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Rabobank: “If Gundlach Is Right November Is Going To Provide Quite The Shock, Again”

Courtesy of ZeroHedge View original post here.

By Michael Every of Rabobank

Use Your Illusion (II)

Yesterday ended with the track-list to Guns N’ Roses ‘Use Your Illusion I’, which seemed to tell its own story: "Live and Let Die"; "Don't Cry"; "You Ain't the First"; "November Rain”; "The Garden”; "Dead Horse".

Just as unnecessary, self-indulgent, and relatively unpopular as it was three decades ago, let’s immediately follow that up with the track-list to ‘Use Your Illusion II’, which also seems to have the power of prophecy when looking at the latest news on US politics and geopolitics: "Civil War"; "14 Years"; "Yesterdays"; "Knockin' on Heaven's Door"; "Get in the Ring"; "Shotgun Blues”; "Breakdown", "Pretty Tied Up (The Perils of Rock n' Roll Decadence)"; "Locomotive (Complicity)”; "So Fine"; "Estranged”; "You Could Be Mine", "Don't Cry"; "My World"

The major US headline, of course, is that Joe Biden has, very much as expected, picked Kamala Harris as his Vice Presidential candidate. A great deal can be written about this choice from any number of angles and is being, including at her Wikipedia page, which The Intercept reports is being rapidly rewritten by opponents and proponents. What matters to markets, of course, is what the appointment means for Biden’s odds of winning, and of any future policy stance.

Objectively, it does not seem clear Harris will provide many new votes in the way VPs are sometimes seen as doing, but often fail to. She represents California, a state already firmly in the bag for the Democrats; she is a positive symbol in terms of diversity/identity politics for those who vote that way, the evidence for which is mixed; and she is not seen as representing a different wing of the party (recall Sanders reaped around 40% of Democratic delegates before conceding). Meanwhile, in terms of policy, VPs have no influence – full stop. Yet does a Biden/Harris ticket strike voters (and markets) as ‘the most progressive presidency since FDR’? In 1936, Roosevelt proclaimed the forces of “business and financial monopoly, speculation, reckless banking, class antagonism, sectionalism, [and] war profiteering" were united against his candidacy; that "They are unanimous in their hate for me — and I welcome their hatred.” On social media in 2020, key progressive voices are saying “The question now shouldn’t be: How much do you love them? It should be: How much can you make them fear you?” Which logically suggests not very much. Overall, no major market moves are expected from the VP news.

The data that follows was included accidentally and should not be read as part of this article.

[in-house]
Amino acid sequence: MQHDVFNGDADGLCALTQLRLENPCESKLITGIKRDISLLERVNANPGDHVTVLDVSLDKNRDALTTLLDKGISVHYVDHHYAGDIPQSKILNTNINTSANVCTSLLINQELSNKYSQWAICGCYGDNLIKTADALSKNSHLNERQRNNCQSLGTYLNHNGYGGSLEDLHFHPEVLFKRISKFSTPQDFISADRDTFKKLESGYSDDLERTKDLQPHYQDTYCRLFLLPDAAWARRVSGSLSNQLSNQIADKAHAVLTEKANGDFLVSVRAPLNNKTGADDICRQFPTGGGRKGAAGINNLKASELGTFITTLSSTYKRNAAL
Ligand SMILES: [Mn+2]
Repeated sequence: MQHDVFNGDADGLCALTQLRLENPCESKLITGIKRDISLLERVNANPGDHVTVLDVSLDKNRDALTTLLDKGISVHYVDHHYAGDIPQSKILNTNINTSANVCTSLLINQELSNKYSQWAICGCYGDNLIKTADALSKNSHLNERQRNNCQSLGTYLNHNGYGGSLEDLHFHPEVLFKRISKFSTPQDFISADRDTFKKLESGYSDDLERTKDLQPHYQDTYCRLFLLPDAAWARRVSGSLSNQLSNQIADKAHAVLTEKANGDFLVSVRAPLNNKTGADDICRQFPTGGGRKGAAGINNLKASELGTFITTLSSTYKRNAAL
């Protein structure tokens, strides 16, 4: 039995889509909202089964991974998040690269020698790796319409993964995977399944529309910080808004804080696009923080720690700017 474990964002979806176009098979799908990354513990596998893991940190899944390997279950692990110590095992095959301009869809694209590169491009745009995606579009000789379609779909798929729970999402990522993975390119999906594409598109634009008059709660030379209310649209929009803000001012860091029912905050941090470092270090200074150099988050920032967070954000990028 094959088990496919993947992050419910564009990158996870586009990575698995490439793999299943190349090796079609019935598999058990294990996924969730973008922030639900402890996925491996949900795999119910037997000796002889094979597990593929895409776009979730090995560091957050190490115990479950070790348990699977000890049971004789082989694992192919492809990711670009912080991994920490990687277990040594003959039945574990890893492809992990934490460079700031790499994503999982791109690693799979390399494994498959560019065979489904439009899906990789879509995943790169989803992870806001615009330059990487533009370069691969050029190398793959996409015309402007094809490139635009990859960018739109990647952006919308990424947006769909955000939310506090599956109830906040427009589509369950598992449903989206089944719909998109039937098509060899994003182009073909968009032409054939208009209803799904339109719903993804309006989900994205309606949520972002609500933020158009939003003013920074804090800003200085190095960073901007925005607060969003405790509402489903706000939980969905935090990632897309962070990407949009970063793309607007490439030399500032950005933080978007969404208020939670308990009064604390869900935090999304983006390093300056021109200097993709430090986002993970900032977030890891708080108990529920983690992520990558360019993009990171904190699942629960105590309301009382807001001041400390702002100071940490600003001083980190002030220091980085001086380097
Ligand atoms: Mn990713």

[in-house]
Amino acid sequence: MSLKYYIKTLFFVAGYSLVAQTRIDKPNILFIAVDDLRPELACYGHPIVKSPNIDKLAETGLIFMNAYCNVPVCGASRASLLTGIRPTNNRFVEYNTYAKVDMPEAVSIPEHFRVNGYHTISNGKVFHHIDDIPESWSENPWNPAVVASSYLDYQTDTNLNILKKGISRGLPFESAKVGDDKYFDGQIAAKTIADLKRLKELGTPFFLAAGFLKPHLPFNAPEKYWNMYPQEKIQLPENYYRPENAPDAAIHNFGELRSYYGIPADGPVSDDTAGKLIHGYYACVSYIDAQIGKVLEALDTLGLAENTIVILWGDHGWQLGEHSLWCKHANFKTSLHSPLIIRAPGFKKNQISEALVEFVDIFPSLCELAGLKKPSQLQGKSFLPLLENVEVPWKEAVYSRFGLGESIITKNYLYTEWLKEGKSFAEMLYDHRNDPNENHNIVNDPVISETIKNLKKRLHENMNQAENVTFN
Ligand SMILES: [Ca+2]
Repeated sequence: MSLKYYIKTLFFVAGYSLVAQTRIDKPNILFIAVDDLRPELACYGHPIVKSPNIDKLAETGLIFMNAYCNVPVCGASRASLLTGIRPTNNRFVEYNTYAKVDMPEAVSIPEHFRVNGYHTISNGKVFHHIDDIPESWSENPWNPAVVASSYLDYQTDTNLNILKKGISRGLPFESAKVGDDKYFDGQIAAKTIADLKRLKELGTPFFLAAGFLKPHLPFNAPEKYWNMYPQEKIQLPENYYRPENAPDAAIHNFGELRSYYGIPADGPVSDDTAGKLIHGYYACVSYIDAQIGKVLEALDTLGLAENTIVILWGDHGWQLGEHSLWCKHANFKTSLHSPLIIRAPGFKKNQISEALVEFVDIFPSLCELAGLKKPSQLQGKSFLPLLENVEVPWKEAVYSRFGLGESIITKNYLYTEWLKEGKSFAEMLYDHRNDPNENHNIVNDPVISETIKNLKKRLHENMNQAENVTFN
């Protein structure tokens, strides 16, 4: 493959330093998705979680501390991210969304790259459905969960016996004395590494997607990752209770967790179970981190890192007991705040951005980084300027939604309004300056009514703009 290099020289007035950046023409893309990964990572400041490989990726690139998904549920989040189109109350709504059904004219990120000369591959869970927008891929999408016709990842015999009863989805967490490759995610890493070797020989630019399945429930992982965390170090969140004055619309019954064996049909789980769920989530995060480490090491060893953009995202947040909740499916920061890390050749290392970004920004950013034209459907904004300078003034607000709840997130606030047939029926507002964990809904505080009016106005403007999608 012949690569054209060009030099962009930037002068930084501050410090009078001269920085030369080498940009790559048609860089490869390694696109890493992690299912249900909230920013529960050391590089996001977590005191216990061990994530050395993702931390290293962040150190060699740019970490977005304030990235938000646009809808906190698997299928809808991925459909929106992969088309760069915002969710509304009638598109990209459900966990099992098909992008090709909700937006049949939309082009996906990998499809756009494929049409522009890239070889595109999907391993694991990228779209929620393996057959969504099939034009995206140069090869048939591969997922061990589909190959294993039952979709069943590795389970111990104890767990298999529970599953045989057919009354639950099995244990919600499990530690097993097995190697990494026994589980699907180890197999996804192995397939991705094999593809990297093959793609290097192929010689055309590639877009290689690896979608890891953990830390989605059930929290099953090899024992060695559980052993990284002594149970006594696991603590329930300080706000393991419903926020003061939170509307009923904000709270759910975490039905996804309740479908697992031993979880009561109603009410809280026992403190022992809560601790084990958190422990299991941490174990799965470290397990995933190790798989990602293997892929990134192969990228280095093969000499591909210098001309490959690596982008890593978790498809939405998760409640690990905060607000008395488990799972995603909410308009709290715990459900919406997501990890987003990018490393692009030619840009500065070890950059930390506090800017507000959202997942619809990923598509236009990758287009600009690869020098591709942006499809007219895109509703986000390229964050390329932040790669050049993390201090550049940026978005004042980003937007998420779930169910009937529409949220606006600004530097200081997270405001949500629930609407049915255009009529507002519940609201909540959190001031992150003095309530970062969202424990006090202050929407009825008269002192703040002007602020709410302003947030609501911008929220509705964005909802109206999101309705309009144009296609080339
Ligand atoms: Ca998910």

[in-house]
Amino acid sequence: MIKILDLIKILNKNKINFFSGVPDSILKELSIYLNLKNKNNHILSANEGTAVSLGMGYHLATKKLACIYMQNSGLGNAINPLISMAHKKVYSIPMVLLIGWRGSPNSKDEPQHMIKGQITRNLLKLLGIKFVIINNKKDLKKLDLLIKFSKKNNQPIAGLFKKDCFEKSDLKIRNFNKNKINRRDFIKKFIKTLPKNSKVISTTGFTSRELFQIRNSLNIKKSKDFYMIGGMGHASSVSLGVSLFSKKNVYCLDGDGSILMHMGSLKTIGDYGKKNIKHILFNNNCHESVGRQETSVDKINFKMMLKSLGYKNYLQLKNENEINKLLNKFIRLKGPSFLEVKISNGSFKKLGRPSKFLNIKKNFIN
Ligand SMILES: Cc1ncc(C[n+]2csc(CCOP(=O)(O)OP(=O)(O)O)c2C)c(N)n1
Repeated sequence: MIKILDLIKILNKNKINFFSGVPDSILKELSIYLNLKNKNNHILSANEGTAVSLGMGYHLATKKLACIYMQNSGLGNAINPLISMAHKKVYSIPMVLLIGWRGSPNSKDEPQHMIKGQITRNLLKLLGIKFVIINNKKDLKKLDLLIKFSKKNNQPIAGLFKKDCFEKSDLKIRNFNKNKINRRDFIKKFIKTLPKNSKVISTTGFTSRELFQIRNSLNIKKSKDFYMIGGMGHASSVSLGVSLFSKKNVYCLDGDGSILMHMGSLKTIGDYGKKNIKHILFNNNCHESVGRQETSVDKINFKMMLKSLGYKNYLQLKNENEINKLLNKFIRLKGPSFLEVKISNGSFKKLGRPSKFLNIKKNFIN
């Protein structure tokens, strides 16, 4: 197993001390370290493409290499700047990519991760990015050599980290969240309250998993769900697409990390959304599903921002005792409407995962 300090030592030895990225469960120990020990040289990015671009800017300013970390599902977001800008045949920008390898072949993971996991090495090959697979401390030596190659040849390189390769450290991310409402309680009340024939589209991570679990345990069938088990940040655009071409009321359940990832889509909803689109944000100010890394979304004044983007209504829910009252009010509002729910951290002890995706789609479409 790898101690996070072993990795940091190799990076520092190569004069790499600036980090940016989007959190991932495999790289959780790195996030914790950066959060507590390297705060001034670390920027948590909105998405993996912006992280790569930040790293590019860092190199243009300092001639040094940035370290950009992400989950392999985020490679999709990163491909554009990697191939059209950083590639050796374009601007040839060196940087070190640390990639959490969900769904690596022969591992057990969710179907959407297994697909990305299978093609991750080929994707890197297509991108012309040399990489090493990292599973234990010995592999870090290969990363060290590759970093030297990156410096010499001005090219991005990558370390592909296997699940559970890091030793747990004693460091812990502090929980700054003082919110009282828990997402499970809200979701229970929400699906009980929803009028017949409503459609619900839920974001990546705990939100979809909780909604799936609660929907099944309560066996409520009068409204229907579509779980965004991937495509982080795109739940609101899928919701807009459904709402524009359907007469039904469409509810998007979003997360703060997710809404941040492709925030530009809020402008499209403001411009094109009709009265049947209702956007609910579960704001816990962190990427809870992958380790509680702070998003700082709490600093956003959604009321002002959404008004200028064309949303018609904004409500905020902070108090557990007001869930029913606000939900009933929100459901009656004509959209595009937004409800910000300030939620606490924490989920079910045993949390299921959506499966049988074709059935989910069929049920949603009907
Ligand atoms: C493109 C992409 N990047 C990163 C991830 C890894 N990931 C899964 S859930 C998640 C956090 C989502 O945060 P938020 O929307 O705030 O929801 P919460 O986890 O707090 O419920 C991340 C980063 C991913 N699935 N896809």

On a related note, US bond guru Gundlach says Trump will win again in 2020 – and he called 2016 right. His key argument is that a large number of Trump voters are deliberately saying they don’t know who they will vote for or that they will vote Biden, which makes polls unreliable. November is going to provide quite the shock for the polling profession once again, if so.

Meanwhile, markets did wobble yesterday for entirely different reasons, with one of the key ones being that 10-year US Treasuries are now back up to 0.65%, which makes holding everything else that much less attractive. Including gold, which was supposed to be showing us that inflation was everywhere ahead (not just in assets) and that the USD was over. Yes, being below USD1,900 and not above USD2,000 is just a small detail in a far bigger picture, but it does underline that nothing is rock solid day-to-day – even metal.

Whether that US yield uptick is justified or not is questionable, however, when we see that New Zealand has just seen Covid-19 break out again after 102 days with no local transmission. The thing just won’t stay down, it seems. Hence needed even before Auckland was locked down again, the RBNZ stepped up to announce more QE, in this case to NZD100bn from NZD60bn, and extended through to June 2022. It also said that negative rates are in “active preparation”. Considering that we are entering into the kind of Japanese monetary policy space I recall warning Kiwis about back in late 2017 alongside Biblical quotations and Monty Python animation (to some consternation, as I recall), NZD has behaved quite well: it is only down around a cent to 0.6543. Let’s see where it sits when rates are negative though.

Furthermore, Bloomberg reports that this morning may have seen the PBOC buying government bonds, which generated a frisson of excitement. It would be a rare occurrence if so. However, it’s not as if the Chinese state does not play a vast role in the economy and markets, is it? The consolidated fiscal deficit was already in double digits even before the virus struck according to the IMF: take a guess as to where it is now – and don’t think the PBOC isn’t ultimately backstopping this, because it is.


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